I had a great time at the Dublin Literacy Conference back in February. I saw a couple of old friends, Karen and Bill from the Literate Lives blog, and finally met two women I’ve known almost exclusively through their terrific blog, A Year in Reading, Franki Sibberson and Mary Lee Hahn.
You can’t talk to either Franki or Mary Lee for long before you are promising to read a book or two that they absolutely loved. These are the ones that sounded most interesting to me . . .
Wonder, by R. J. Palacio
The One and Only Ivan, by Katherine Applegate.
I also heard a morning keynote speech from Donalyn Miller, The Book Whisperer. She was terrific and inspiring, and an expert on building a classroom community of voracious readers. Boys, girls, whoever walks into the room. Many teachers told me that Donalyn’s professional book was excellent — fast, accessible, illuminating, and motivating.
So that was cool, meeting her. Riding in a car with Donalyn in the back seat. We didn’t get much of a chance to talk, pulled in different directions, always seated at different tables, but it was a pleasure to become aware of her, sit in the auditorium and hear Donalyn’s thoughts, humor, and classroom-earned wisdom. The pedagogical stuff was solid, but she really won me over when she talked about specific students in her classroom, these small laser-like observations, like the boy who informed her that he did not read any books the previous year, except this: “I think I might have read Hatchet.” He wasn’t sure. At those points in her talk, I recognized that Donalyn knew these kids, stone-cold knew 6th-graders, and that she loved them. I was sold.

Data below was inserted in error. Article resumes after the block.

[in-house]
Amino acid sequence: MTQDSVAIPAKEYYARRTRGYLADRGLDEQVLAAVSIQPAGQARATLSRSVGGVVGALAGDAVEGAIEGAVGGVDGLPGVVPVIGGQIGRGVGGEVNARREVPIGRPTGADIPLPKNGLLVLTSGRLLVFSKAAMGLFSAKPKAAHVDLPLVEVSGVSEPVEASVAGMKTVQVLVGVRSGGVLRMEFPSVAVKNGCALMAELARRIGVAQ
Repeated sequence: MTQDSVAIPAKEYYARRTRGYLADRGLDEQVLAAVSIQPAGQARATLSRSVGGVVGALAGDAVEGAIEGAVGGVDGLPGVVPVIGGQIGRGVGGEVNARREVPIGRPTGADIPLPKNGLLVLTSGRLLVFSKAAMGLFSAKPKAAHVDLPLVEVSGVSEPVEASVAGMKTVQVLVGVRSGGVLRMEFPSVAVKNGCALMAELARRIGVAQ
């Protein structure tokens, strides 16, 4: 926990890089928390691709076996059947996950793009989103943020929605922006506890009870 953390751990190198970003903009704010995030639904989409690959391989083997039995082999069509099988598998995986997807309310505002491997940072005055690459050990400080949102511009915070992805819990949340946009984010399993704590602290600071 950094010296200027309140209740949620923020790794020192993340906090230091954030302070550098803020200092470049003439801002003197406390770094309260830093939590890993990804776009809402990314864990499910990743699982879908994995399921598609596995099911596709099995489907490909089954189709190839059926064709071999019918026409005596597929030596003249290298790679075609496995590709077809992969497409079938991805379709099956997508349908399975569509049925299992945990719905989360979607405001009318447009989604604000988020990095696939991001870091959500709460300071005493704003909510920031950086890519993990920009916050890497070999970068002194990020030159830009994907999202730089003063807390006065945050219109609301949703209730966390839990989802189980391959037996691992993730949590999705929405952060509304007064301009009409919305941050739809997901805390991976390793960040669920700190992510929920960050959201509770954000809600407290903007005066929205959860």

At lunch, Sharon Draper was the keynote speaker. Sharon is a force of nature, strong and lively and confident and outspoken, a woman to be reckoned with. My daughter has already read Out of Mind, so I brought home a copy of this book for my 7th grade son, and he’s reading it now.
Oh yeah, she also had the line of the weekend, quoting from (I think) an African proverb, but addressing all the changes in education these days, today’s sad and misguided emphasis on testing:
“If you want an elephant to grow, you feed it, you don’t measure it!“
My most unexpected pleasure came from a young woman I met. We got to talking, she was there to make a presentation, and I slowly realized that this was, holy wow, Ruth Ayres from the fabulous Two Writing Teachers blog.
Me: “I love your blog. You do such a great job. I think I’ve even commented a few times.”
Ruth: “I know!”
I guess I didn’t figure she’d know me, or care, but she did. Anyway, anyway. Ruth and Staci (the other writing teacher) do a “Slice of Life” Challenge through their blog. This is their fifth year, so it’s a slick presentation, there’s even a button thingy you can download or whatever, way beyond the capabilities of this bargain basement blog. Essentially, they invite teachers (and readers in general) to put their money where their mouths are. If you are going to teach writing, then write. And share it. And enjoy it.
By the way, Donalyn was on a parallel mission, calling on teachers . . . to read. It’s obvious, but there you go. A lot of teachers, for valid reasons, feel too busy to read. But even so: Read. No excuses.
To me, I’ve always maintained that teaching = enthusiasm transferred. You want them to catch the reading fever? It helps if you’ve already got the bug.
Next week I’ll share one slice of life from my visit, because I had a great encounter in a hot tub.
No, it’s not what you’re thinking.